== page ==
Exponential East 2017 – my first exposure.

When my long time collaborator, Warren Bird, insisted we should both participate, I was willing. Warren’s advice on books has carried us through six titles and helped countless pastors. The late April 2017 event would be in Orlando just a couple of weeks after Baker Books released our new edition of “How to Break Growth Barriers.”
With Exponential.org on my radar, information began trickling in. Their web site told part of their remarkable story, and phone interviews with the leadership filled in more.
Exponential is led by Dave Ferguson and Todd Wilson. A multi-site church planter and a former nuclear submarine engineer teamed to reset the bar for church planting efforts everywhere. Together, they intend to move the current level (estimated at 4%) of congregations involved in new church planting to above 10%. And they are very effectively doing what must be done to make it so.
Their strategy is straightforward: engage as many church leaders as possible in a conversation that leads to an inescapable conclusion. Since congregations have a predictable life span, and age and die, more and more new churches must be planted or the Christian faith will be hard to find within a very few generations.
In my experience, the engagement in Exponential began with the web site visit. Those who opened the site were offered free short books on conference themes going back several years, with access to well written and illustrated papers.
A walk around the display areas during the event exposed one to an impressive array of organizations and publishers who support church planting efforts.
Every attendee was invited to participate in five main sessions with two or three inspirational speakers and contemporary worship music in each, and five workshop sessions, chosen from a menu of 150.  More than five thousand attended the event. The range of topics and quality of the presentations was excellent. The schedule, though rich, was time limited, so that participants could take evenings for family outings at nearby attractions if they chose. And the final session included an altar time for anointing and prayers that benefited hundreds of church planter leaders.
Two main conferences and several regional ones put the Exponential emphasis within reach of much of the nation. The free downloads and modest enrollment fee make participation an easy decision. Exponential’s teams of staff and volunteers facilitated every aspect of the event very impressively. Good seminar design, well executed by highly motivated and capable teams, made the experience a delight, from bonus preconference sessions to the main event.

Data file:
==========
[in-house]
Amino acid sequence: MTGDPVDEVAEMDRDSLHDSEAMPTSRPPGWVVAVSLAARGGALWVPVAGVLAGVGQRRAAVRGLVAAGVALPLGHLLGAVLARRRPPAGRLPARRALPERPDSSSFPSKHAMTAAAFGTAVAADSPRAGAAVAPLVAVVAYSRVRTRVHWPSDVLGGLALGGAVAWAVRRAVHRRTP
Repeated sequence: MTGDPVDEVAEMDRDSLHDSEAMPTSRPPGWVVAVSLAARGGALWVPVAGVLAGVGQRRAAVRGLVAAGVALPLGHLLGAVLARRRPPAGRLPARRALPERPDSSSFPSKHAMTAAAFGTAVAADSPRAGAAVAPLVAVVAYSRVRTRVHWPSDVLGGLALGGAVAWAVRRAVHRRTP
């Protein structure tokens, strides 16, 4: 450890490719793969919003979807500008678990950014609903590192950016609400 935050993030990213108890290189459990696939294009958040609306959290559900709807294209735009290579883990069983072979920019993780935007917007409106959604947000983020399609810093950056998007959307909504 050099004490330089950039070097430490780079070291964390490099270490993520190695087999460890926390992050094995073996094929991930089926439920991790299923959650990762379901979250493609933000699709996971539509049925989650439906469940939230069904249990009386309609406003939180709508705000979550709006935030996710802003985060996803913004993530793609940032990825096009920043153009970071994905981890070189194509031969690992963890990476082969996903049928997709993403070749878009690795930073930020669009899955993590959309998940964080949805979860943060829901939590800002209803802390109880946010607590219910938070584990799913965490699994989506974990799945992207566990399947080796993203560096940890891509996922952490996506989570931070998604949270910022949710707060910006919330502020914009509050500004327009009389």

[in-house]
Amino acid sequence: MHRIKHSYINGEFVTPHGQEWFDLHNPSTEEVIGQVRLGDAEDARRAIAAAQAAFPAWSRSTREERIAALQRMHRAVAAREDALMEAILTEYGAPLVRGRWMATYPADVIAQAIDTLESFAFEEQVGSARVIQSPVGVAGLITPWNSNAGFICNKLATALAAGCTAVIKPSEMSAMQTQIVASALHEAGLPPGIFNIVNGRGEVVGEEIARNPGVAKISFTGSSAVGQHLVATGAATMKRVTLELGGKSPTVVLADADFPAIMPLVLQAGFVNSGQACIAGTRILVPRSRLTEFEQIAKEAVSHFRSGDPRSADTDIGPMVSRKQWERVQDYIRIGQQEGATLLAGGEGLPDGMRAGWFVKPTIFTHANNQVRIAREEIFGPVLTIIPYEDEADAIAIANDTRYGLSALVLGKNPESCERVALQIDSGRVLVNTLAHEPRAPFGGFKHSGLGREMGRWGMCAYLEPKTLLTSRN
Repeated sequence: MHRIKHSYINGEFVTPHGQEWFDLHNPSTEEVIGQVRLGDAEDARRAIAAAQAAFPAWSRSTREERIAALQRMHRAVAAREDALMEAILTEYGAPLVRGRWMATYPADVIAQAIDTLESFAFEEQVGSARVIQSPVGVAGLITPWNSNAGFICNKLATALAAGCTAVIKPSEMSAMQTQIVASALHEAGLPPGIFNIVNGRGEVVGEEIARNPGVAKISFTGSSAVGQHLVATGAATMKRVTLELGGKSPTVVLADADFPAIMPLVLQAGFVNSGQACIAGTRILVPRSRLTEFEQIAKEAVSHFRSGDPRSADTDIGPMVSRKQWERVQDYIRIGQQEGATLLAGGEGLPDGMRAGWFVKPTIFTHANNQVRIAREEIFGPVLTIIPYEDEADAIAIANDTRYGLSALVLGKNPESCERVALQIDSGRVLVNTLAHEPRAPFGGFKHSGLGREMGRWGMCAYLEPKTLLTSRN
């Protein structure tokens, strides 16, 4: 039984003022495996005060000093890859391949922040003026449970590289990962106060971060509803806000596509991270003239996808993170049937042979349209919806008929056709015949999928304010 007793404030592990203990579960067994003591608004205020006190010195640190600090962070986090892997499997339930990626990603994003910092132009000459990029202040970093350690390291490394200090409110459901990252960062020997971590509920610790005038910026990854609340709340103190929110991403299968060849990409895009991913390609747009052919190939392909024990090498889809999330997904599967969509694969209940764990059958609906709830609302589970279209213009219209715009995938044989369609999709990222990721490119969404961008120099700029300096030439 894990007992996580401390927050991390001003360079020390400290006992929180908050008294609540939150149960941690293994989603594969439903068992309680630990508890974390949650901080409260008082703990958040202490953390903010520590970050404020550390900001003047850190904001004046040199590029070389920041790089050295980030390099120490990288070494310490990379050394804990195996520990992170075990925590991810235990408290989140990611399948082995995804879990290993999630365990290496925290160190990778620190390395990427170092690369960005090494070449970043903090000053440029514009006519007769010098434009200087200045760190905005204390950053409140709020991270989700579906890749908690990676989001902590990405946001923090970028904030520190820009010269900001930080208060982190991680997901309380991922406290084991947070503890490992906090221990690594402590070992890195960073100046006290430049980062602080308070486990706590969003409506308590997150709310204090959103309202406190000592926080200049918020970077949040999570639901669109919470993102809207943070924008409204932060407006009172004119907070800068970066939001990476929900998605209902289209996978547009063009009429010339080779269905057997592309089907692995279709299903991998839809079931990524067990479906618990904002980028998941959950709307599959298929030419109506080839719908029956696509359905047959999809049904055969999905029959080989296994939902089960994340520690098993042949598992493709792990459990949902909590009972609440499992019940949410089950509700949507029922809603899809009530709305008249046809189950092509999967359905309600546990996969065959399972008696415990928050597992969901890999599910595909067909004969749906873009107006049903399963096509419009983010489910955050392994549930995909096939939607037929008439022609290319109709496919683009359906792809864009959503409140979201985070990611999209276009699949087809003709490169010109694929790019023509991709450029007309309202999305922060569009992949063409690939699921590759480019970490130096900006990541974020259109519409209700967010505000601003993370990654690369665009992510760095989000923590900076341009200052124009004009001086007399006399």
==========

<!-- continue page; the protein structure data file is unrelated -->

The God of Samuel spoke again

Dave and Louise Okken just celebrated another wedding anniversary on Facebook. They were in our church in Gainesville, Florida. His father, Paul, returned from Rwanda for medical treatment. Since missionaries are heroes in my family, meeting him was high on my agenda. He told of a twenty five year career, operating a trade school for the black citizens of Rwanda, followed by a recent burst of church planting activity.

How does a missionary work for more than two decades and suddenly, in the past five years, plant fifty churches?
I wondered if he had become Pentecostal, but as he was a Baptist, might be unwilling to admit it.
His story went back further than Pentecost, to a young Jewish understudy to ancient Israel’s high priest, Samuel. He heard the voice of God and received instruction he would follow to great success.

Okken, alive in our time, told of a day when he was driving on a mountain road, overlooking a valley filled with cooking fires from resettled refugees from the civil war in the Congo. He groaned in his spirit, with a burden that an evangelist would feel: “What’s to become of all those people?” He heard a voice from the empty front seat: “Ask Me for them.” Startled, he tried to ignore what he thought he might have heard, and drove on down the road.
At another curve, he once again caught sight of the valley with it’s scattered villages. Once again he questioned himself, wondering what was to happen to all those he could see. And once again he heard. very clearly, the Voice, instructing him to ask for their souls. Unsure of exactly how to proceed, Paul Okken prayed, then made a pledge: “Lord, in case this is You, I’ll go down and preach in that valley. If anyone responds, I’ll take it as guidance to return there to preach the Gospel further.”
He drove to the nearest village, preached Jesus, and saw eleven adults ask Christ to save them. Return visits followed, taking him from village to village, discovering pastors to train, until over fifty pastors were coming for training each week and returning to their villages to preach and lead village congregations. Eventually, his successors told me, over 200 churches were to be founded in that valley.
My response to Okken’s story was to experience a complete loss of peace. For weeks that followed, my wife would watch me pace the floor in our bedroom. She finally asked, “Why are you pacing the floor again? If you were doing what God has gifted and called you to do, besides leading and teaching this church, what would you be doing? My response surprised me more than her. “I’d be a church growth consultant!”
She asked what a next step would look like. I replied that I had no idea whatever, but that we could start by getting on our knees and telling God that I had heard Him, and that the next move was His. We didn’t know what to do next. “Show us the way, and we’ll follow it,” I promised.
The next day, just ten hours later, I was invited to Pasadena by Peter Wagner and John Wimber, to lead the Church Growth Department of the Fuller Evangelistic Association. I would spend the next 17 years teaching and consulting and coaching pastors in over a hundred denominations.